1 Answer | Add Yours
Oedipus's fated transgression of unknowingly killing his own father and committing incest with his mother was said to have brought suffering, not only to himself, but to all the people surrounding him. For example, it is said that his transgression has brought a plague to the city. In addition, his transgression leads to his mother-wife's, Jocasta's, suicide and also to the deaths of most of his children, as we see in the later plays of the trilogy. All of the death and destruction that his transgression causes adds to the tragedy of the piece as a whole because now the tragic end does not relate to just one character, like so many tragedies, instead, many characters suffer a tragic end. Therefore, a useful thesis for this type of essay might be along the lines of:
- Oedipus's transgression leads to the suffering of his citizens, his wife, and even his children, making the tragedy even more tragic.
While we are limited to space and cannot discuss all of the suffering Oedipus's transgression causes, below is a description of how what he did affected his city.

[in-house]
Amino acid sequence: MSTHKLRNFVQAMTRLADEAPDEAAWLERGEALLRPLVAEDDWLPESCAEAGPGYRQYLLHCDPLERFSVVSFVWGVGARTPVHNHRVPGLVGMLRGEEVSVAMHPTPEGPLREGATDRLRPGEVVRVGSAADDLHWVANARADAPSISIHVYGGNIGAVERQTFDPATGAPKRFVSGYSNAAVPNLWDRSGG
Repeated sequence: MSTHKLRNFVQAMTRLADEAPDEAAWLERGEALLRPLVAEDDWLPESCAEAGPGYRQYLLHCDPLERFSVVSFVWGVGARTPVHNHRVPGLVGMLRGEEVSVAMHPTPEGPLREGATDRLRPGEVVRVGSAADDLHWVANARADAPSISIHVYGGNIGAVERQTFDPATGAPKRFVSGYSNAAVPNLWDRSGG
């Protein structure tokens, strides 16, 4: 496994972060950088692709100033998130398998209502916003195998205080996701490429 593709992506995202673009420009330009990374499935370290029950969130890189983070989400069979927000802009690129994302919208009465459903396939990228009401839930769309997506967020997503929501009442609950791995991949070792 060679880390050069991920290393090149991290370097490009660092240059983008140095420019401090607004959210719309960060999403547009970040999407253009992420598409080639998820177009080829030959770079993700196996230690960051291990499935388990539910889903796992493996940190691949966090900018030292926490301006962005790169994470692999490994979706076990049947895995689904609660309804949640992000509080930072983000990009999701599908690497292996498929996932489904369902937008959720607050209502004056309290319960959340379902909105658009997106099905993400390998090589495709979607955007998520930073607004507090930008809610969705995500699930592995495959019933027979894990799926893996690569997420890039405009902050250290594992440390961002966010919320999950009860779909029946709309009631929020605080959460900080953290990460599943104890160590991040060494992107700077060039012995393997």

We learn at the beginning of the play that it is said that Oedipus's sins are the reason for the current plague the city is suffering. As we learn from the priest in the beginning of the play, there is famine in the land, the herds are dying, many people are dying, and women are giving birth to stillborns. The reason that it was believed that Oedipus's sins were the cause of the famine is that the Greeks believed that any sin or transgression against the gods poisoned, not only the sinner, but the entire land and angered the gods, leading to death and destruction. We especially see Tiresias blame Oedipus for the current plague in the lines:
You, even though you see clearly, do not see the scope of your evil, nor where you live, nor with whom you dwell. Do you know your true descent? And secretly you are an enemy to your own kin. (433-437)
Hence, it can easily be said that Oedipus is the cause of all of the suffering surrounding him, making the play an even greater tragedy because the tragic end extends to all, not just to Oedipus.
We’ve answered 319,181 questions. We can answer yours, too.Ask a question